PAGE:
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> Geothermal Energy Issue: 2010-1 Section: Green energy

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Geothermal Energy is the heat from the Earth’s interior able to be converted to other forms of energy. The surface expression of this energy is manifested in volcanoes, fumaroles, steam geysers, hot springs, and boiling mud pools. Geothermal energy is based on the natural internal heat generation, the Earth’s surface heats at 82MW/m2. Comparing this figure with the daily global energy consumption for all types of energy (equivalent to 100 million barrels of oil/day) results that harvesting energy from proximately 10 km depth, all estimated energy needs for the next six million years would be solved, as the temperature within the Earth increases with 30 ˚C/km reported to the ambient temperature.

Collecting worldwide geographical data made possible the design of global heat-flow maps, indicating the highest heat zones, mainly along the active geological plate boundaries. It is pretty obvious that the geothermal energy is nourished mainly from the volcanic most active regions, even if the principle of the method can be put in place all over the world (regardless the forages, capture and conversion costs, drilling deep enough the temperature will increase with 30 ˚C/km from any point of this planet).

 

Geothermal Energy Historic

Geothermal Water has been used for at least 10.000 years for cooking, space heating or bathing from natural pools and hot springs. Ancient civilizations raised next these natural energy sources (Romans, Japanese, Persian, Icelanders, Central Europeans and Maori of New Zealand). Industrial Revolution coincides with the first acknowledged applications in industry using geothermal energy for extracting boric acid (early 1800s, in Italy) or developing the world’s first geothermal district heating system, which is still working in our days (in France) and a geothermal converter providing heating for up to 450 homes, since 1892 (in United States of America, at Warm Springs, Idaho)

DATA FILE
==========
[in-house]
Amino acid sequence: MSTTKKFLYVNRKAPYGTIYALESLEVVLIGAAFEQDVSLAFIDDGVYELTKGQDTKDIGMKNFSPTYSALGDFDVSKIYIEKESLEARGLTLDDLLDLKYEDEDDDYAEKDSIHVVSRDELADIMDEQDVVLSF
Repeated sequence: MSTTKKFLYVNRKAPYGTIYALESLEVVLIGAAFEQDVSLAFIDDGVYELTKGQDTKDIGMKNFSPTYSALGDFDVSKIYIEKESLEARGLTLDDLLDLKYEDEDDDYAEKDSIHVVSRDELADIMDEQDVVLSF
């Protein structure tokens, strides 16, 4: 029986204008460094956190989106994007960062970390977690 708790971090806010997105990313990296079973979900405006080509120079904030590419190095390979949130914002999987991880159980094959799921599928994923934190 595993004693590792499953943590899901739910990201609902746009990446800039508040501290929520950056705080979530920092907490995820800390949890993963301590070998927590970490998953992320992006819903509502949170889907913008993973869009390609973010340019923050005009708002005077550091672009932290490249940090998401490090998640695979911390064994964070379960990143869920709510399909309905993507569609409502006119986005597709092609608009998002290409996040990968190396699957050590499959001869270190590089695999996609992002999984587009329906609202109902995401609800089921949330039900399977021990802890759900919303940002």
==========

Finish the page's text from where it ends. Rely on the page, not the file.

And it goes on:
Geothermal resources are used in two types of applications:

· Electric Power Production, using the steam that is provided by the boiling water which spins a number of electrical generators turbines. The first geothermal power station began operation in Italy, in the early 1900s. Since then similar facilities have been built in various countries, including Iceland, Japan, Mexico, New Zealand, Turkey, the Tibet Autonomous Region of China, and the United States. In most cases turbines are driven with steam separated from superheated water tapped from underground geothermal reservoirs and geysers.

· House Heating, using directly the heat of the geothermal water which is pumped into heating system of the houses. Since these first approaches, a wide variety of applications have been developed for geothermal energy. For example, public buildings, residential dwellings, and greenhouses in such areas as Reykjavík, are heated with water pumped from hot springs and geothermal wells. Hot water from such sources also is used for heating soil to increase crop production and for seasoning lumber.

 

Geothermal Resource Types

Convective hydrothermal resources

The Earth’s heat is lifted by convective circulation, of hot water/steam in a natural way; also it can also be obtained from some high-temperature hydrothermal resources with circulation of water at deep levels along fractures.

 

Vapour dominated

Has a temperature range of 240 ˚C, it produces steam from boiling saline waters at deep levels in low permeability rocks. There are a few resources of this type: The Geysers in California, Larderello in Italy and Matsukawa in Japan, used generally for producing electrical energy.

 

Hot-water dominated